The importance art has brought into Amanda’s life beyond creativity and self-expression is relationships. “Like I said, people would continuously stop to talk to me because of the doodles and drawings they’d see me make. When pursuing an art degree at Tyler Junior College, I met a lot of people who I am still exceptionally close to today. They are odd people for sure, but I think that’s what I was looking for,” she says and smiles.
When asking Amanda what she finds most frustrating about being an artist, she replies, “The ruts and the burnouts. It feels like I’m constantly in a rut. But it doesn’t keep me from trying to make art. A lot of people wait for inspiration but I know inspiration doesn’t happen that way so I try to sit down and make some kind of art at least once a week so I don’t get rusty. Even if I’m not making anything I would show anyone and even if I think what I make looks terrible, I am still getting practice. I know a lot of artists who are constantly making art, but I have to remember everyone’s process and speed is different, and it’s okay to work at my own pace as long as I don’t ever stop.”
Amanda Hatfield receives motivation from studying the works of artists from art history and from today, including Gian Lorenzo Bernini (Italian Baroque sculptor and architect), particularly his piece “The Ecstasy of St. Theresa” (a marble swooning nun and angel sculpture in the Cornaro Chapel, Santa Maria della Vittoria, Rome), and Alphonse Mucha (a Czech Art Nouveau, late 19th century decorative style) painter and ornamental artist who produced paintings, illustrations, advertisements, postcards, and designs) is another favorite. One of Amanda’s preferred living, contemporary inspirations is Kelsey Beckett (a Michigan native and freelance illustrator and fine artist. She works mainly in acrylic and oil and has been featured by “Juxtapoz” and “Supersonic Art” magazines).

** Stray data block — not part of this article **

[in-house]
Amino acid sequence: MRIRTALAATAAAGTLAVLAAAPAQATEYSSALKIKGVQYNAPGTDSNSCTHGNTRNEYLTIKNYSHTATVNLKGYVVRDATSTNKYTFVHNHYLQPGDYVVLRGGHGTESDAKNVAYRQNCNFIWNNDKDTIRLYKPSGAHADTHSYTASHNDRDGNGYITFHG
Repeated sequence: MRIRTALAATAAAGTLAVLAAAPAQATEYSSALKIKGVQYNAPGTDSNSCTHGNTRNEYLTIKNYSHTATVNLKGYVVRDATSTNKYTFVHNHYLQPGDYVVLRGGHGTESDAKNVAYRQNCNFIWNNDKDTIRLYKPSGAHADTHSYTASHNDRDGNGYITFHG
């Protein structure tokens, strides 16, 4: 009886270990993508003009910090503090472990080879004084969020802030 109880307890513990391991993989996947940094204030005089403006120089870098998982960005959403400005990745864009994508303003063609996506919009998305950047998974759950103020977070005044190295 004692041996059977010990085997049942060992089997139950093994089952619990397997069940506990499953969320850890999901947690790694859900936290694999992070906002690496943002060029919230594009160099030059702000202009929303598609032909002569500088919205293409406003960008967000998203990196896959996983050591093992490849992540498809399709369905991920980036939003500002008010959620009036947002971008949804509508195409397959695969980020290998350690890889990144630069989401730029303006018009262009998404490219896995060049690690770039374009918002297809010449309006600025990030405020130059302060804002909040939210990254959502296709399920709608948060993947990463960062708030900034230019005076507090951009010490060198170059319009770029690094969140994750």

Amanda says, “Kelsey Beckett paints oddly stylized female faces and there is something about them that is both eerie and beautiful.” And lastly, another prevailing, contemporary artist is Chiara Bautista (an illustrator/graphic artist creating beautifully tragic illustrations, sometimes of antlered women). Amanda is intrigued by Bautista’s pop-surrealist drawings depicting love story narratives with a sweet melancholy and irony. Look into these artists for yourself and you will see the combined influences on Amanda Hatfield’s aesthetic.
When you decide you are ready to get better, want to learn to paint a woman with a squid on her head, and are ready to get your ‘steampunk on’ then take some time on a Sunday afternoon and attend Amanda Hatfield’s painting and drawing classes at Michaels in their new location at 5839 S. Broadway Ave., Tyler, (903)258-9030.
Please note: getting your steampunk on is only encouraged but definitely not required.
More information and updates on classes at Michaels go to www.facebook.com/groups/MichaelsPaintingTylerTX.
For more information about the artwork of Amanda Hatfield go to www.facebook.com/amandahatfieldartpage.
Check it out. You’ll be glad you did, Space Pirate!